A two-tier financial system now exists in the UK, says Fionn Travers-Smith
Finance Archives - NewStart
Alternative finance – crowdfunding, community shares and peer-to-peer lending – is increasingly playing a role in local economic development. New research by Mark Davis and Tim Braunholtz-Speight from the Bauman Institute in Leeds assesses the potential of decentralised finance.
Although further devolution of tax and spending power is to be welcomed, a system limited to the fiscal devolution of business rates alone has significant limitations.
In the coming years, we will have to confront a series of troubling questions about our over-centralised economy, and the result may be a radical shift in the way we spend public money.
There’s growing acceptance of the fact that sending legions of support workers into a troubled community can confuse, not cure, the social ills that beset them. The Charles Burrell Centre is an example of just how effective it can be to start with the people and work out.
Narrative seems key to building a consensus for action. Dominant economic narratives can be easy to tell; from Tesco-isation to political nostalgia for a past. But how do we tell, coherently, the story of an alternative grassroots-driven economy? We need simpler narratives.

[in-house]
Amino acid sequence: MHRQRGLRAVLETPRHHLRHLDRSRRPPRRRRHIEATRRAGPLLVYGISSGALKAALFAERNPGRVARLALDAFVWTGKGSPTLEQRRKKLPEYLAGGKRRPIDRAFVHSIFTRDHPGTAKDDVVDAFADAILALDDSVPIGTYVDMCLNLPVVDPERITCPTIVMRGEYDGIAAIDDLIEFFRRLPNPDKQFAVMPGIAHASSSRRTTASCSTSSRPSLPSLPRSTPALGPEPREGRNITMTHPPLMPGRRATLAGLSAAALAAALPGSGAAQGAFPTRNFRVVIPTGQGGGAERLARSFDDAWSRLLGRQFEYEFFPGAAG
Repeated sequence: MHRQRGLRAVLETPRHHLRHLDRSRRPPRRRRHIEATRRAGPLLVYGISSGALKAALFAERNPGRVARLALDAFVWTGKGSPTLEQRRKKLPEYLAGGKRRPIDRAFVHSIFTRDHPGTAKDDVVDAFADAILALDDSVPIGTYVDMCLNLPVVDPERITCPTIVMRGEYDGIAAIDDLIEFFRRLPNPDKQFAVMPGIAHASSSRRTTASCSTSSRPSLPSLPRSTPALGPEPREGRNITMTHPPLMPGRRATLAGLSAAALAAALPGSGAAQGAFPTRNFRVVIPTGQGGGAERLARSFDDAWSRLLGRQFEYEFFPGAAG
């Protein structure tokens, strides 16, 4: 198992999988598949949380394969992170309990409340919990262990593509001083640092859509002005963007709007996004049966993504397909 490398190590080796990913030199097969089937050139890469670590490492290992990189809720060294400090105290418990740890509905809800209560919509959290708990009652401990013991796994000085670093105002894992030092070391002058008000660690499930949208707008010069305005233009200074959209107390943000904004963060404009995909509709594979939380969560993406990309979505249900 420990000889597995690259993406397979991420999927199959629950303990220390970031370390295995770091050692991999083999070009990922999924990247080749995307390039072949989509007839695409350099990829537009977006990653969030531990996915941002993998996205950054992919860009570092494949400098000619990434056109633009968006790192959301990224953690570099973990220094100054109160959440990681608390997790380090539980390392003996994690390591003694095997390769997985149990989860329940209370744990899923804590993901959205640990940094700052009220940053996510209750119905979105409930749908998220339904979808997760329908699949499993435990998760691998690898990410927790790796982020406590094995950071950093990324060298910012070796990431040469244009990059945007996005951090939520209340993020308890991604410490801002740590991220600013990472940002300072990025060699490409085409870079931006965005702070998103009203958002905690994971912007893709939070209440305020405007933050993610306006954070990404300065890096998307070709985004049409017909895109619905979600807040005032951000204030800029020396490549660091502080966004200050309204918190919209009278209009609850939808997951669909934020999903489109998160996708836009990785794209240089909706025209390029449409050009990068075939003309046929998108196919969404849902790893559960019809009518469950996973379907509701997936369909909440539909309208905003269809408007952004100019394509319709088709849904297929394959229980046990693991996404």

As the Smith Institute’s latest booklet ‘Britain for sale? Perspectives on the costs and benefits of foreign investment’ argues, the UK’s growing reliance on overseas investment is far from risk free.
There is no doubt that households need to be supported to save. Around one in five low income adults have no savings, a figure that has risen significantly since 2011 as real wages have stagnated; the use of zero hours contracts have increased, and welfare benefits cut.
The same spirit of progressive social change; the energy of impassioned social action; and the intelligence of evidence-based argument and action alongside emotional reaction can serve the voluntary and community sector well for the next five years.
There’s a real opportunity for us to work collectively to establish Newcastle as a leading city, one that delivers economic growth sustainably and is willing to experiment in delivery.